Syfy Insider Exclusive

Create a free profile to get unlimited access to exclusive videos, sweepstakes, and more!

Sign Up For Free to View

Amazon orders 'Fallout' TV series from Westworld's Jonathan Nolan and Lisa Joy

By Josh Weiss
Fallout 4

Amazon is taking a big gulp of Nuka Cola with a Fallout TV adaptation hailing from Westworld creators Jonathan Nolan and Lisa Joy. Based on the Bethesda Softworks-owned video game titles of the same name, the project "has been handed a series commitment," says the release.

The creative duo will produce the show with Athena Wickham under their Kilter Films company alongside Amazon Studios. Todd Howard (Bethesda Game Studios) and James Altman (Bethesda Softworks) are also attached as executive producers.

"Fallout is one of the greatest game series of all time. Each chapter of this insanely imaginative story has cost us countless hours we could have spent with family and friends," Nolan and Joy said in a joint statement. "So, we’re incredibly excited to partner with Todd Howard and the rest of the brilliant lunatics at Bethesda to bring this massive, subversive, and darkly funny universe to life with Amazon Studios."

"Over the last decade, we looked at many ways to bring Fallout to the screen,” added Howard. "But it was clear from the moment I first spoke with Jonah and Lisa a few years ago, that they and the team at Kilter were the ones to do it right. We’re enormous fans of their work and couldn’t be more excited to work with them and Amazon Studios."

Fallout 3

The post-apocalyptic role-playing game series began in the late 1990s from developer/publisher Interplay Productions. Bethesda released its first Fallout title, Fallout 3, in 2008 and did away with the turn-based battle mechanic of the first two entries in favor of real-time strategy in an open world. Fallout: New Vegas (2010), Fallout 4 (2015), and Fallout 76 (2018) followed in quick succession.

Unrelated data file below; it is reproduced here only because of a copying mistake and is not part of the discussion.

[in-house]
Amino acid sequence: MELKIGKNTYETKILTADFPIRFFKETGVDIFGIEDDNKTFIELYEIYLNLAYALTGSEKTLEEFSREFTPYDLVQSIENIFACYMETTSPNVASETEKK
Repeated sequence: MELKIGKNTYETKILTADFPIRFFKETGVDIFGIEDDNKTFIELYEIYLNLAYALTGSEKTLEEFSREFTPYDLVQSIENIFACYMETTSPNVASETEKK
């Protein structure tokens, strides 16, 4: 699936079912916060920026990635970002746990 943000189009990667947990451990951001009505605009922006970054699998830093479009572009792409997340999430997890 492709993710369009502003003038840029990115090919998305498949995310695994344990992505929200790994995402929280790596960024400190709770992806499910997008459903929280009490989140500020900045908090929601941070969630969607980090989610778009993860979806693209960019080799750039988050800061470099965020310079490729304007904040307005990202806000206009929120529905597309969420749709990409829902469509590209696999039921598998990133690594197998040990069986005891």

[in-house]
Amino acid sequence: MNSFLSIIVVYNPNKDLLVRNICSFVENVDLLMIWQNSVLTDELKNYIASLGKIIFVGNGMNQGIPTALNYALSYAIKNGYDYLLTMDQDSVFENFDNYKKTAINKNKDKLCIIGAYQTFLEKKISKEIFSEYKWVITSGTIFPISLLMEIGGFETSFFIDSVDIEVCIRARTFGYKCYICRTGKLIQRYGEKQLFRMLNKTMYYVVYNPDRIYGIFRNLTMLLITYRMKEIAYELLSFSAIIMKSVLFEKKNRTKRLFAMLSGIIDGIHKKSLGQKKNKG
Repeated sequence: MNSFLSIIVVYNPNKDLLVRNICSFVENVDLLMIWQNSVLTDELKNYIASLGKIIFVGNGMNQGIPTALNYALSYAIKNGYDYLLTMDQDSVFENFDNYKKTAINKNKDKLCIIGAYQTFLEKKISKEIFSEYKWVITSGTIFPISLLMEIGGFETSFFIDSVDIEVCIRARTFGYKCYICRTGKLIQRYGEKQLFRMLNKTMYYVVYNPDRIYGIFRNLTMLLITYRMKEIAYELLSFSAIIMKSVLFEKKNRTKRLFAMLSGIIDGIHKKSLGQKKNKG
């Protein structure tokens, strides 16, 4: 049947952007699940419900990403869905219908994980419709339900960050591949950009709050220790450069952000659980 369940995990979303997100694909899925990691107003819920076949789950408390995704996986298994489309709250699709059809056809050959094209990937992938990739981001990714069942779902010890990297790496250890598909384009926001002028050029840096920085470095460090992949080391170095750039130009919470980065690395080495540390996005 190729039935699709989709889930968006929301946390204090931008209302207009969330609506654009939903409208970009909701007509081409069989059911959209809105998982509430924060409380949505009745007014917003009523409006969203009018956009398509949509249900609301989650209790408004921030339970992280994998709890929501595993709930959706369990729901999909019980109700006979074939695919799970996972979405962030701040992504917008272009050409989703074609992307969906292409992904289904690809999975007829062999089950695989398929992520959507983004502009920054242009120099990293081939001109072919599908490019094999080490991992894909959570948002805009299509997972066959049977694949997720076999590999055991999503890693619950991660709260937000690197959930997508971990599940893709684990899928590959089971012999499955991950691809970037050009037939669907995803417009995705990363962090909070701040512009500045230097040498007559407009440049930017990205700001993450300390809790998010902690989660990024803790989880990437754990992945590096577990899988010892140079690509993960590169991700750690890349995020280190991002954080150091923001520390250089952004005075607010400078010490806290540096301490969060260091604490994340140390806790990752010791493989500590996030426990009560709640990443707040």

In terms of setting, the games take place in an alternate reality where the Cold War-era threat of nuclear annihilation and the "atompunk" aesthetic of the Atomic Age (circa the 1950s) persisted well beyond the new millennium. An atomic war finally decimates the United States in the late 21st century, driving humans into radiation-proof Vaults.

Players assume the role of a "dweller" leaving one of the Vaults for the first time. With the option to traverse the irradiated wasteland alone or with dog, ghoul, and mercenary companions, they can meet up with other survivors, listen to '50s classics on the radio, and take down mutated monsters. The quests, collectibles, weapons, and customizable armor options are seemingly endless, with all of the character's inventory stored on a wrist device from Vault-Tec called a Pip-Boy. The company's mascot is the iconic Vault Boy, a cartoonish figure infamous for his eternal smile, wink, and thumbs up — a pose that signifies where a person is located in relation to a nuclear blast.

Fallout is an iconic global franchise, with legions of fans worldwide and a rich, deeply compelling storyline that powers it. And Jonah and Lisa are the perfect storytellers to bring this series to life,” concluded Albert Cheng, COO and co-head of television at Amazon Studios. "We’re thrilled to join with Bethesda to bring Fallout to television."